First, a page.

A little while ago I wrote a post about the importance of good timing in fundraising. I recently received a DM piece that reminded me of this.
In December I made a donation to a homeless charity appeal. Donate to support their Christmas centres, Christmas dinners for residents and so on. The centres would be open over the Christmas week.
Last week - at the end of February - I received a stewardship direct mail about my Christmas gift.
Now I don't know about you, but Christmas seems quite a long time ago to me. And this letter jarred with me as a donor. It felt too late to be telling me this.
As a fundraiser, and a donor, I was glad to know what my gift had done, and appreciated the reference to the appeal I supported. But I also feel that it should have arrived six weeks ago - when making the gift and the Christmas season was fresh in my mind.
So when you're planning your mailings - will they make sense to your donor? Will the stewardship link with the gift? Will it be likely to encourage the next donation?
Perhaps the charity had to wait for design companies, copywriters and printers to put the pack together? We all know about that. But the centres closed on the 27th December.
Good stewardship links directly to the gift, is timely, and encourages the next donation.
Unfortunately, on this occasion, the momentum had been lost.
Want to learn more about Direct Mail? Join the Institute of Fundraising' Scotland's Direct Mail Day on 19 March 2015 in Edinburgh.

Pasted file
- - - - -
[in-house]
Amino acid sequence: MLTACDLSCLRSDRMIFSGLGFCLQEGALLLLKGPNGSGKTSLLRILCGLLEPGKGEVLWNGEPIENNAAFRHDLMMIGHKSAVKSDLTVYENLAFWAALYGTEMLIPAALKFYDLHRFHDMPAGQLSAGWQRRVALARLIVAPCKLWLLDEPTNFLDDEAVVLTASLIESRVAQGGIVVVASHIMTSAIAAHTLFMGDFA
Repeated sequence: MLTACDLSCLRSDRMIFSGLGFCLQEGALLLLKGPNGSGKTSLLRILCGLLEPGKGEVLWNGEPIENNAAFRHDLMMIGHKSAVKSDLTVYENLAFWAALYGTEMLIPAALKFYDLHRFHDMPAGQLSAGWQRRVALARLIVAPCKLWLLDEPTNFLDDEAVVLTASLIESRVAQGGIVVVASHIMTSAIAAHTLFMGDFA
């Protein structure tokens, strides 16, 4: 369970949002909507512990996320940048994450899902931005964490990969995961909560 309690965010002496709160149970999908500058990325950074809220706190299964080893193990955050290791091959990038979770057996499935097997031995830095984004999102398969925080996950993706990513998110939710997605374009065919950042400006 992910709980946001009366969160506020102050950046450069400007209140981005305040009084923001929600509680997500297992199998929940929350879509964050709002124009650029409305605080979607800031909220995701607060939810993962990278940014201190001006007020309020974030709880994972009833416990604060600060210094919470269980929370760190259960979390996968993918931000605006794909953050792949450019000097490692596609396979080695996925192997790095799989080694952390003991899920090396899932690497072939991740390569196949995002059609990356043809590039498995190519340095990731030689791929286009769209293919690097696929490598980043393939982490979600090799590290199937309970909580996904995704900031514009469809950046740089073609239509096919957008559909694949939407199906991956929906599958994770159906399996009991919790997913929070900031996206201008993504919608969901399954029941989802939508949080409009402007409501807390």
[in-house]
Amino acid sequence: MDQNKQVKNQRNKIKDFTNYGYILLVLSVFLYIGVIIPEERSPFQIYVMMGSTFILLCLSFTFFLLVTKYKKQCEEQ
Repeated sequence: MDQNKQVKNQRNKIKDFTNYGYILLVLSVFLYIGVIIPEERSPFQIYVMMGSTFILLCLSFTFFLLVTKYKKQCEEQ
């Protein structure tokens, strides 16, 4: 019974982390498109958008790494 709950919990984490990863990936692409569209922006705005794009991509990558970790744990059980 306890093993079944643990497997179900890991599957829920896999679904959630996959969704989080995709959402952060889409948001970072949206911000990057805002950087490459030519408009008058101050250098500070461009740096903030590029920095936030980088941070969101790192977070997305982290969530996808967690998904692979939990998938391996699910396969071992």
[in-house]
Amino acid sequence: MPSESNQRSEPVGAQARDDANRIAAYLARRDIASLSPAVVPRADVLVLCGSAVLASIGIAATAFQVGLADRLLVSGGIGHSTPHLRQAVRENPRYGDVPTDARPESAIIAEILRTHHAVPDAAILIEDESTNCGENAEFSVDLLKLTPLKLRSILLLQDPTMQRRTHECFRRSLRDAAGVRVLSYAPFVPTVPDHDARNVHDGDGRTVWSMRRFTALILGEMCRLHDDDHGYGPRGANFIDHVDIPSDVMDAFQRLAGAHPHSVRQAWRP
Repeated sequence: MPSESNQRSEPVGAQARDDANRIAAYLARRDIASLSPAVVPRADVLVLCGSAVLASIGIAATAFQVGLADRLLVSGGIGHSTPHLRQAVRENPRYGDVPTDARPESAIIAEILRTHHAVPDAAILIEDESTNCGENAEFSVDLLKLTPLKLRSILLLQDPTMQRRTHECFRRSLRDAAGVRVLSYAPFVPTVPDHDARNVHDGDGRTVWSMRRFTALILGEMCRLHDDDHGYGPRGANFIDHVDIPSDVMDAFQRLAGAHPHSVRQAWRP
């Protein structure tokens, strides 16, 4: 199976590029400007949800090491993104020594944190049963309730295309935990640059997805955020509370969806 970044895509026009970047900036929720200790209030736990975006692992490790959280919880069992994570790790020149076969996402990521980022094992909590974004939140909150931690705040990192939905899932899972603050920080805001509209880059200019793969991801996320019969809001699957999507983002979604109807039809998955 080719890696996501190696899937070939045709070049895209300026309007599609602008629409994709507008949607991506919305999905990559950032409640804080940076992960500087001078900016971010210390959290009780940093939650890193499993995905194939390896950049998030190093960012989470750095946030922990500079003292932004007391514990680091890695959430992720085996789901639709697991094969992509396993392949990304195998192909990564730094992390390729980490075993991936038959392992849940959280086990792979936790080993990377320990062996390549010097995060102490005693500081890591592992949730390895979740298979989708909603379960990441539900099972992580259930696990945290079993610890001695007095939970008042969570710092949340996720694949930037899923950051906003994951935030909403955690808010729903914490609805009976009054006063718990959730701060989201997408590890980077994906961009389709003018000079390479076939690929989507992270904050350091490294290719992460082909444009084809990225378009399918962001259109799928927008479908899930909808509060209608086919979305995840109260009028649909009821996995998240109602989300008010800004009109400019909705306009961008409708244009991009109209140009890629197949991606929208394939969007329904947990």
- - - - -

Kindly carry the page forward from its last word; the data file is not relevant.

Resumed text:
Saturday, 28 February 2015
Saturday, 7 February 2015
For many years I worked in higher education fundraising, which I loved with the fiery passion of 10,000 suns. Now I work in the voluntary sector and I adore it too. There is nothing - NOTHING - better than coming home at the end of the day having worked with amazing committed donors who are helping amazing commited colleagues to make the world a better place.
But anyone who has made that jump - either way - knows that it's a massive culture shock. Things are different in the voluntary sector.
A friend who is considering making the same jump asked me to articulate the main differences. "What has the biggest challenge been?" she asked. Immediately this infographic from Targeting Fundraising Talent sprang to mind:
But on reflection I said, "Planning."
Thursday, 5 February 2015
In the UK, May 2015 will bring a General Election. That means RIGHT now political parties across the country are gearing up to get folks out canvassing on their behalf, because if there's one thing that the recent Scottish Independence Referendum campaign showed it was that people power is, well, powerful. Nothing is more persuasive than someone talking to you face-to-face.
Well, we already knew that didn't we? We're fundraisers.
Engaging and motivating people is what fundraisers do.
That's because from major multi-million pound capital campaigns through to church fetes and bakes sales, volunteers are at the heart of successful fundraising. They might be getting you a spot in the boardroom. They might be running a marathon. They might be asking their friends to join them in donating. But one thing is for sure: without volunteers, charities would be dead in the water. Where fundraising is concerned, they are what makes the world go round.
I think most good fundraisers know this. They know when you talk about your charity, you have to tell the donor what they are helping you to achieve. They know that you inspire and motivate people by letting them feel ownership over their cause. They know that you get engagement by listening, asking and discussing - not hectoring.
This evening I stumbled across a political meeting in a local cafe: the first meeting of a candidate for Westminster, his campaign manager and the people who were interested in campaigning on his behalf in the local area. Fascinating - if you wanted a lesson in What Not To Do.
In the ten minutes I observed the room turn frosty before my eyes, I clocked at least
five six cardinal errors from Mr Campaign Manager. In the spirit of sharing....